Some things never change. Wilco and Sleater-Kinney gave audiences at Red Butte Garden Sunday exactly what fans have come to expect from either bands’ live shows. These are the patrons and matrons of their respective genres who keep every number tight and technically clean, whether it’s a new release or a song they’ve been performing for 20 years.
Some things have changed, however. The members of the bands were spaced out 6 feet apart and transparent plastic barricades were erected around the stage. Oh, and we’ve all gotten a lot older. The bands show their enduring appeal though, with the number of multi-generational parties in attendance. Parents were on their feet, dancing and clapping along with their teenaged progeny.
Chicago-based NNAMDÏ opened the night sporting an arm in a sling, saying, “My Bird scooter decided to take a little expedition into a pothole.” The ensemble has an experimental punk flavor with an undercurrent of levity in some songs, likewise demonstrated even by his on-stage jokes (“I never paid attention to how much I used my left hand.”). The tone shifted more toward the serious with the rest of the evening but you wound’t know that given the life in the audience at Red Butte.
Sleater-Kinney opened their set with the title track from their new album, Path to Wellness. It’s Sleater-Kinney’s first record without longtime drummer, Janet Weiss, since Dig Me Out (1997). While the album falls into occasional meandering with a lack of drive (perhaps the absence of Weiss’s influence), the live performance breathes more energy into the title track and beyond.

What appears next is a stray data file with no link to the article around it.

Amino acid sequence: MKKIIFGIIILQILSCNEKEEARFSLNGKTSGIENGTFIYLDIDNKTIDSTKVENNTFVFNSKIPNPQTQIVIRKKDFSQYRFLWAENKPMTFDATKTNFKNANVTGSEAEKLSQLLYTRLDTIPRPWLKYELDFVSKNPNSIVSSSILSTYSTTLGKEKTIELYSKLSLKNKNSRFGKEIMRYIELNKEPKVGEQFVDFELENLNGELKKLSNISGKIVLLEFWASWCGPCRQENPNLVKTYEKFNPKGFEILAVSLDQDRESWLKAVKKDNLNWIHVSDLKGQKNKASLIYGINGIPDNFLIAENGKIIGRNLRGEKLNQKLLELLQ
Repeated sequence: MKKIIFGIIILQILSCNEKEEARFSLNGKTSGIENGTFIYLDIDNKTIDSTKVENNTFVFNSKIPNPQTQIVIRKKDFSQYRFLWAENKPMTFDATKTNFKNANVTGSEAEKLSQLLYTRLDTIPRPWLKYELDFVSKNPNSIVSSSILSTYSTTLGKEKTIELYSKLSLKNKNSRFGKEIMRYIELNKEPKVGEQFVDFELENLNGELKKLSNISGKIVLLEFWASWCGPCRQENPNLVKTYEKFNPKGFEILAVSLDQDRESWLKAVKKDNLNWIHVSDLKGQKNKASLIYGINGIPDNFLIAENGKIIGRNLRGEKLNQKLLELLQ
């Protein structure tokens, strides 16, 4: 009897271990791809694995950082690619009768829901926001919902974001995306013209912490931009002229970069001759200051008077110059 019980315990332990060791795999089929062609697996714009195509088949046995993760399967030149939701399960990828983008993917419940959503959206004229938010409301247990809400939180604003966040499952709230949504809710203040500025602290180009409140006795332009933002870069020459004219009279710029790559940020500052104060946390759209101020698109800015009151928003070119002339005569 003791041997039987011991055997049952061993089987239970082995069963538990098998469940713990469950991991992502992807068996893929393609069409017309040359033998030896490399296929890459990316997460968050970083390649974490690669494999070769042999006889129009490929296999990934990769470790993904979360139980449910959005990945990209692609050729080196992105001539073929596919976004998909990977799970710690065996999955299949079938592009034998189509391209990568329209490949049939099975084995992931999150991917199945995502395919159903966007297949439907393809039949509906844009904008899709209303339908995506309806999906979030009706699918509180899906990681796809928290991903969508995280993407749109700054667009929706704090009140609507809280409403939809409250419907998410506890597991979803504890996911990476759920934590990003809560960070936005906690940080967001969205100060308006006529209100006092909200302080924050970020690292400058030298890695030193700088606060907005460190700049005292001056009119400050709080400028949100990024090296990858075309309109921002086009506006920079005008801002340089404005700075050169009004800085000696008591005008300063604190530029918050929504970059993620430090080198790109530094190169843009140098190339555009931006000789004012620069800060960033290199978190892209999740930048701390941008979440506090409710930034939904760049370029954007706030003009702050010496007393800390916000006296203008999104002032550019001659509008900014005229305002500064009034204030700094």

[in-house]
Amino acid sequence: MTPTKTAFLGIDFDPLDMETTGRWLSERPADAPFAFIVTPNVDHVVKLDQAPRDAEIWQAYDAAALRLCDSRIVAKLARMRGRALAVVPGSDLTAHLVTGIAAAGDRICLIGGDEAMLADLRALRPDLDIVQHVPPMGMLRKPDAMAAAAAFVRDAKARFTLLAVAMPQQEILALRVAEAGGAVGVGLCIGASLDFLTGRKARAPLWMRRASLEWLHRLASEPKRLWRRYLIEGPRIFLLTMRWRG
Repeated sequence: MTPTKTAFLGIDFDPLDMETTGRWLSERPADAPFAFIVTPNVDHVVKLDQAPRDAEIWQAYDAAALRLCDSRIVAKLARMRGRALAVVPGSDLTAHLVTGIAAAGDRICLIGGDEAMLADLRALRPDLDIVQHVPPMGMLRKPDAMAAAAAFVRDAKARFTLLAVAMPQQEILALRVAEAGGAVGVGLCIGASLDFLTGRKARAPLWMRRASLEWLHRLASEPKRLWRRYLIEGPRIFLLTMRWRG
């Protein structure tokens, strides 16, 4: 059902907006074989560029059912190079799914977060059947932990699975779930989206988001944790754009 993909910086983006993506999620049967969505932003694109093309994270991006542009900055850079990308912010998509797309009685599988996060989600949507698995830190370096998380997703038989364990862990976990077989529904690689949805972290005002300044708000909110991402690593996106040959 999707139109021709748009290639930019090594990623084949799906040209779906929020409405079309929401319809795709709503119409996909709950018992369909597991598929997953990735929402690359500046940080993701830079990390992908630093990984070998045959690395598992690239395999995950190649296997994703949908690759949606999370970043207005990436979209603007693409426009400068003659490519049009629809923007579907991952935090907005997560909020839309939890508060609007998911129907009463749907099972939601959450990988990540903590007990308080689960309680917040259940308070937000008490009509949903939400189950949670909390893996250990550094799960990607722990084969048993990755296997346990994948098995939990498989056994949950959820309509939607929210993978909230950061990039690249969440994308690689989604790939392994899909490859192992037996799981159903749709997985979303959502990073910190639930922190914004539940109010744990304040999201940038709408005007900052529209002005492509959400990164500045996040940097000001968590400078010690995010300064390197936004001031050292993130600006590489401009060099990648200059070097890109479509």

The rest of their setlist blended the old (“Modern Girl” from 2005’s The Woods and the title track of 2002’s One Beat) and the new (“Price Tag” off of 2015’s No Cities to Love, “Can I Go On” from 2019’s The Center Won’t Hold and “Down the Line” on Path of Wellness). The set is bolstered by Carrie Brownstein’s and Corin Tucker’s undeniable chemistry on stage, even when spaced apart, and Brownstein brings the energy, busting out dance moves, wicked grins and high kicks in high-waisted leather shorts.
Wilco, meanwhile, brings a different sort of ponderous energy, opening their set with the crowd-pleaser, “A Shot In The Arm” from the essential album Summerteeth (1999). Even performing veterans like Wilco slip up from time to time. Frontman Jeff Tweedy started singing one song and the band started playing another. They course corrected quickly, with Tweedy saying, “I know what the song is now.” The audience was forgiving (even charmed), given the 512 days between this tour and the last. It’s also the longest time the song, “Box Full of Letters,” from the 1995 album AM, had gone without being performed.
Wilco rounded out their set with popular tracks from their expansive discography, like “Dawned on Me” (The Whole Love, 2011), “Jesus, Etc.” (Yankee Hotel Foxtrot, 2002) and “If I Ever Was A Child” (Schmilco, 2016). The alt rock band also has a new(ish) album out. They had to push back live touring, including the It’s Time tour (originally slated for last year) and their tour for their latest album, Ode To Joy. Tweedy also had a solo album out in 2020, Love Is The King, concurrently published with a book, also by Tweedy, How To Write A Song.